1. ## Evaluate sin18

I need to calculate the exact value of sin18. How do I do that? I see that $\displaystyle \frac {90}{5}=18$, so I must use some form of the addition theorems. What do I do?

BTW, how do I type the degree symbol in latex?

2. Originally Posted by chengbin
I need to calculate the exact value of sin18. How do I do that? I see that $\displaystyle \frac {90}{5}=18$, so I must use some form of the addition theorems. What do I do?

BTW, how do I type the degree symbol in latex?
Read this: Trigonometry--The derivation of Sin 18&#176

$$18^0$$ is easiest.

3. Originally Posted by mr fantastic
Read this: Trigonometry--The derivation of Sin 18°

$$18^0$$ is easiest.
That's an interesting page (particularly the derivation of $\displaystyle \sin 1^0$.

So if you spent enough time, you can find the exact value of all the integer degrees of $\displaystyle \sin$ and $\displaystyle \cos$ from 0 to 180?

4. Originally Posted by chengbin
I need to calculate the exact value of sin18. How do I do that? I see that $\displaystyle \frac {90}{5}=18$, so I must use some form of the addition theorems. What do I do?

BTW, how do I type the degree symbol in latex?
see this link Trigonometry Angles--Pi/5 -- from Wolfram MathWorld

in the link above you can find $\displaystyle \cos 36^o$
but

$\displaystyle \cos 2x = 1-2\sin ^2 x$ so

$\displaystyle \cos 36^o = 1-2\sin ^2 18^o$

5. Originally Posted by mr fantastic
$$18^0$$ is easiest.
But $$18^\circ$$ is better!

$\displaystyle 18^0\qquad18^\circ$

6. Originally Posted by chengbin
I need to calculate the exact value of sin18. How do I do that? I see that $\displaystyle \frac {90}{5}=18$, so I must use some form of the addition theorems. What do I do?

BTW, how do I type the degree symbol in latex?
Hello This the solution :

$\displaystyle \begin{array}{l} let:x = 18^\circ \\ 5x = 90^\circ \\ 3x + 2x = 90^\circ \\ 3x = 90^\circ - 2x \\ \sin 3x = \cos 2x \\ \end{array}$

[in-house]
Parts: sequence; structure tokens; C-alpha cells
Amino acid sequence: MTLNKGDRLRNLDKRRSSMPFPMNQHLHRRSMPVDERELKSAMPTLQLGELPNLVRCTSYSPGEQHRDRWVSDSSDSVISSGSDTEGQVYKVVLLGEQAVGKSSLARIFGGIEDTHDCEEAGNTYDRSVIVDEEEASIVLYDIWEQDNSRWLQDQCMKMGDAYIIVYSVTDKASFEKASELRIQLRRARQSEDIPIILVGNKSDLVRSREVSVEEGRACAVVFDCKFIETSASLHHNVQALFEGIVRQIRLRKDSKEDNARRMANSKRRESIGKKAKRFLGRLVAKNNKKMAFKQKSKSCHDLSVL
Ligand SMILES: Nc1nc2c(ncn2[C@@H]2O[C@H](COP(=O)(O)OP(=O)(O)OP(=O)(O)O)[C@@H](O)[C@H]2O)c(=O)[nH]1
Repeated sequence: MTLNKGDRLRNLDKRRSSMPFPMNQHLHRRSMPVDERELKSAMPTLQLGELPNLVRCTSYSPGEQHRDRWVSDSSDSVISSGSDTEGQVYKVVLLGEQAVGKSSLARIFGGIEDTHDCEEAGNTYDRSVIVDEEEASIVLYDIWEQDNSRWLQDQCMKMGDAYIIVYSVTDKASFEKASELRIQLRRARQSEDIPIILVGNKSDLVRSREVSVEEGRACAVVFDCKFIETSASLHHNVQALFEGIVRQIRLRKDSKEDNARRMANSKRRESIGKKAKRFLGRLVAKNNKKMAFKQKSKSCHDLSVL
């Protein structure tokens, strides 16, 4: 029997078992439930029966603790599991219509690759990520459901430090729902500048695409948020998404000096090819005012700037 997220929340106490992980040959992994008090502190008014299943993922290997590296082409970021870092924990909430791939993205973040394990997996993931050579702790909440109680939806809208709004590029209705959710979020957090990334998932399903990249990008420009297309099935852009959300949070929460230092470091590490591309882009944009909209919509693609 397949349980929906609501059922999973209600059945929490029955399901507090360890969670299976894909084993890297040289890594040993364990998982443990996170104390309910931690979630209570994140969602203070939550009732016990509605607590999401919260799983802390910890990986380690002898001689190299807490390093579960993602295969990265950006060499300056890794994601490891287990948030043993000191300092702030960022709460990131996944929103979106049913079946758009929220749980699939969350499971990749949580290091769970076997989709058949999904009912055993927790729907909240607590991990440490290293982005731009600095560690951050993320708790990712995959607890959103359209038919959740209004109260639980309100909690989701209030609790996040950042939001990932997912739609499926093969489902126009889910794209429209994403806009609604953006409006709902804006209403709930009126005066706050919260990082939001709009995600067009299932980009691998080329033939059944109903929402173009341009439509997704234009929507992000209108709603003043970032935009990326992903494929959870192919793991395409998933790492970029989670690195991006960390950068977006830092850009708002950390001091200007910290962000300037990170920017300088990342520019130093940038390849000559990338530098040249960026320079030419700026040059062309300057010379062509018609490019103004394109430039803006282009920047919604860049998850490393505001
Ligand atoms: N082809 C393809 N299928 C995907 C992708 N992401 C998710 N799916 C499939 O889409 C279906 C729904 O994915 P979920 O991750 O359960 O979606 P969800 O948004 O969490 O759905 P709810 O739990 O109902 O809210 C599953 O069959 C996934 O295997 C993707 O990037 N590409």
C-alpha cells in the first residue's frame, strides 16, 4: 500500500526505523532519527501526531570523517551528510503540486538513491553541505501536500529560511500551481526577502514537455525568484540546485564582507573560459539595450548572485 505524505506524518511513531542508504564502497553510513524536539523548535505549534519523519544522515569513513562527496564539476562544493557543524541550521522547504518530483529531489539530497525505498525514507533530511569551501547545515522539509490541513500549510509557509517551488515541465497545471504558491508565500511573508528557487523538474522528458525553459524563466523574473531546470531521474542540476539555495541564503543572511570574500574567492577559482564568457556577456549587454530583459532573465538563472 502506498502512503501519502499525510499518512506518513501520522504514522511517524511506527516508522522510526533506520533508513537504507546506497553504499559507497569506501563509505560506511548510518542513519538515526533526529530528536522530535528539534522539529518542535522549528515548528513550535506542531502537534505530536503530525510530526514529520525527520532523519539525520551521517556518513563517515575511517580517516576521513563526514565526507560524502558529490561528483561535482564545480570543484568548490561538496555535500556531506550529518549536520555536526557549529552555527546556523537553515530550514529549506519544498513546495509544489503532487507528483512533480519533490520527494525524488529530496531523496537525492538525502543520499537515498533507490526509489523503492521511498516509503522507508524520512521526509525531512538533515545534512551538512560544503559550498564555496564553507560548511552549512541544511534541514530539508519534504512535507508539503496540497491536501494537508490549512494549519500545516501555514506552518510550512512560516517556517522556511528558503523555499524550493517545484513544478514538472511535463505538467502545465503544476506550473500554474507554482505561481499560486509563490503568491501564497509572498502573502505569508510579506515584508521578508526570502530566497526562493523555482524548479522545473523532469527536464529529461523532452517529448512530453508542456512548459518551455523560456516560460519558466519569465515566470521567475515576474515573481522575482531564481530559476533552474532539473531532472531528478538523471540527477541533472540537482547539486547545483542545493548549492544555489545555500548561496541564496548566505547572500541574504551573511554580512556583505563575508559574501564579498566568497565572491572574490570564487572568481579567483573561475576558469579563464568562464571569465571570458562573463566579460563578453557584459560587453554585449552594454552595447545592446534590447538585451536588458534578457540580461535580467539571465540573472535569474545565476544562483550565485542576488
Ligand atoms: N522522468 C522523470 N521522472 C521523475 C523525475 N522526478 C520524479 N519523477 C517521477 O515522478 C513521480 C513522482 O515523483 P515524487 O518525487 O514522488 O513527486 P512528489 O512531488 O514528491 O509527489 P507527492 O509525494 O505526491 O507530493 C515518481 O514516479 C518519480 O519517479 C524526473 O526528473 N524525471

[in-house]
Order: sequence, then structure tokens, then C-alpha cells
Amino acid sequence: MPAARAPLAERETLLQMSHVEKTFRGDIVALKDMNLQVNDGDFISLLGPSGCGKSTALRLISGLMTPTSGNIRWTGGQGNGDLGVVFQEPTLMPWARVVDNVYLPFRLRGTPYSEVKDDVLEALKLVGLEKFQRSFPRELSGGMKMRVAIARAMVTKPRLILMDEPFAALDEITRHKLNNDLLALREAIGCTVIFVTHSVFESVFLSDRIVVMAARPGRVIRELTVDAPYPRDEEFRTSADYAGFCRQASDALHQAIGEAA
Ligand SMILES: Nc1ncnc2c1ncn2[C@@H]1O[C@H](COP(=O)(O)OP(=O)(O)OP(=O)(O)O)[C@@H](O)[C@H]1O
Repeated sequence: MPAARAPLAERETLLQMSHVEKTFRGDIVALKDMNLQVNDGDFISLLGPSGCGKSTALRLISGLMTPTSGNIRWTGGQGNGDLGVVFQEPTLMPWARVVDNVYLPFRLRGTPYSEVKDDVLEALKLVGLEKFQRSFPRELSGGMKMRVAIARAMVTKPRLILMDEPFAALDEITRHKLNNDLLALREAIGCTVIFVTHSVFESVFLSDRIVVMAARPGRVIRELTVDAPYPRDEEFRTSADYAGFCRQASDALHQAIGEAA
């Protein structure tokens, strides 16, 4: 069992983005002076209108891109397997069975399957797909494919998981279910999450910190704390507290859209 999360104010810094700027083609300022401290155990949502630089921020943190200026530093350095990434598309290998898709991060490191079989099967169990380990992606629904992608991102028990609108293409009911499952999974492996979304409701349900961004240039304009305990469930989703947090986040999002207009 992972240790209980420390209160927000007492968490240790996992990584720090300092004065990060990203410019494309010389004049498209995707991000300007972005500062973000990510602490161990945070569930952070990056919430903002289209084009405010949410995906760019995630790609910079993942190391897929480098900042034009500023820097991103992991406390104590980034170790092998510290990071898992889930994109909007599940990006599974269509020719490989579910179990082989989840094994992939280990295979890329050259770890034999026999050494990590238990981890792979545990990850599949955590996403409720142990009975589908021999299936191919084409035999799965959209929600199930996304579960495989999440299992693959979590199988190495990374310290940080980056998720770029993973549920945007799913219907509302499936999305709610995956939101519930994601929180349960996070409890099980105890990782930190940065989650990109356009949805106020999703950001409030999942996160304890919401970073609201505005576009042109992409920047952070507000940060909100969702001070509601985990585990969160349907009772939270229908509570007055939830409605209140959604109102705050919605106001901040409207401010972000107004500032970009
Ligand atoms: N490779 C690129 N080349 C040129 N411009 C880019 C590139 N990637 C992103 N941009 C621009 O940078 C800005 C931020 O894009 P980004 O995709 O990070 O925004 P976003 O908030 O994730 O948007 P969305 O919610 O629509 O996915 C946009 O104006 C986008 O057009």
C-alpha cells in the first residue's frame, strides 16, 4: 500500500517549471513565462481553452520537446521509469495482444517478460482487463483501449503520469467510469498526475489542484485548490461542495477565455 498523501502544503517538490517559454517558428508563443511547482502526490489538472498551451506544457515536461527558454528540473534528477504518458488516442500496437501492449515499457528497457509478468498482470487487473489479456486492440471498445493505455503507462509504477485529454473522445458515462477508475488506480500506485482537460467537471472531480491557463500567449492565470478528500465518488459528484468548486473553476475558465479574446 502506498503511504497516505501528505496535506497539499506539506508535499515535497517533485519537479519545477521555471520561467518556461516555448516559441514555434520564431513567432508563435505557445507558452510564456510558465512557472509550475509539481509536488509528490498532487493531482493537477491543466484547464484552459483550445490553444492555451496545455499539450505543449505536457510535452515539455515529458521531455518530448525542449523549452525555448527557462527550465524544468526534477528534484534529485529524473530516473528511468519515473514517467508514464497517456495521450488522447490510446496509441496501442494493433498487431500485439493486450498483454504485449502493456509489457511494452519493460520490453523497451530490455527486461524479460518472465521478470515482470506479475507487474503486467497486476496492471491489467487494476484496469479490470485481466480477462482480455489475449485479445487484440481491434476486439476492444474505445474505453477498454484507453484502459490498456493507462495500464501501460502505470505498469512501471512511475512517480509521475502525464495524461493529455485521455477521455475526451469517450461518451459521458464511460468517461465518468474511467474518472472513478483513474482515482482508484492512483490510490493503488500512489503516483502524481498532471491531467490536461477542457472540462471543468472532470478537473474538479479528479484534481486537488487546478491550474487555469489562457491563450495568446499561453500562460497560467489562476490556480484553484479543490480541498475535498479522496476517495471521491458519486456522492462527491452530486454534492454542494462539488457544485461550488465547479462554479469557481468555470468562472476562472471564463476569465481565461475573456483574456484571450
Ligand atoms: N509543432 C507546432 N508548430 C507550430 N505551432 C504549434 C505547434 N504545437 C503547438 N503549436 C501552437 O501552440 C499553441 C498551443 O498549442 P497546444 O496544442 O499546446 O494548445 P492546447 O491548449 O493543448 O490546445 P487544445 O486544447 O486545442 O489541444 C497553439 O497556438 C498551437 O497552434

I'have this equation :
$\displaystyle \begin{array}{l} 3\sin x - 4\sin ^3 x = 1 - 2\sin ^2 x \\ let:\sin x = y \\ 4y^3 - 2y^2 - 3y + 1 = 0 \\ \left( {y - 1} \right)\left( {4y^2 + 2y - 1} \right) = 0 \\ \end{array}$
I'deduct:
$\displaystyle \begin{array}{l} y_1 = 1...NO \\ y_2 = \frac{{ - 1 - \sqrt 5 }}{2} < 0...NO \\ y_3 = \frac{{ - 1 + \sqrt 5 }}{2} = \sin 18^\circ \\ \end{array}$

7. sin 18 = cos 72. we have solved this already at http://www.mathhelpforum.com/math-he...tml#post344761

Working out in degrees, we have
Let x =72 degrees, multiply both sides by 5;
5x = 360
2x + 3x = 360
2x = 360-3x

Then, taking cos of both side
cos 2x = cos(360 -3x)
cos 2x = cos 3x

Using an identity for double angle and triple angle, equating them we have
2cos^2 x -1= 4cos^3 x - 3 cos x
4cos^3 x - 2cos^2 x - 3 cos x +1=0
4cos^3 x - 4cos^2 x + 2 cos^2 x - 2 cos x - cos x +1=0
4cos^2x(cos x -1) +2cos x( cos x -1) -1( cos x - 1) =0
(cos x - 1) (4cos^x +2 cos x - 1) =0

Either cos x =0 means x=90 degree
Solve (4cos^x +2 cos x - 1) =0

cos x = [-2 +(plus or minus){sq rt (4+16)] /8
cos x = [-2 +(plus or minus){sq rt (20)] /8
cos x = [-2 +2(plus or minus){sq rt (5)] /8
cos x = [-1 +(plus or minus){sq rt (5)] /4

Neglecting NEGATIVE values of cos x, because x lies in first quadrant
Therefore cos 72 degrees = (sqrt(5) -1)/4

cos 72 = 0.30901699437494742410229341718 . . . . = sin 18

8. Originally Posted by chengbin
I need to calculate the exact value of sin18. How do I do that? I see that $\displaystyle \frac {90}{5}=18$, so I must use some form of the addition theorems. What do I do?

BTW, how do I type the degree symbol in latex?
Check this post.

http://www.mathhelpforum.com/math-he...tml#post350000

$\displaystyle \sin54^\circ-\sin18^\circ=\cos36^\circ-\sin18^\circ=1-2\sin^2 18^\circ-\sin18^\circ=\frac{1}{2}$

9. luobo, nice insight. here is the graph of your equation . . . .

10. dhiab, nice solution . . . . here is the graph of your equation, 4y^3 - 2y^2 - 3y + 1 = 0.

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### evaluate. sin18/cos72

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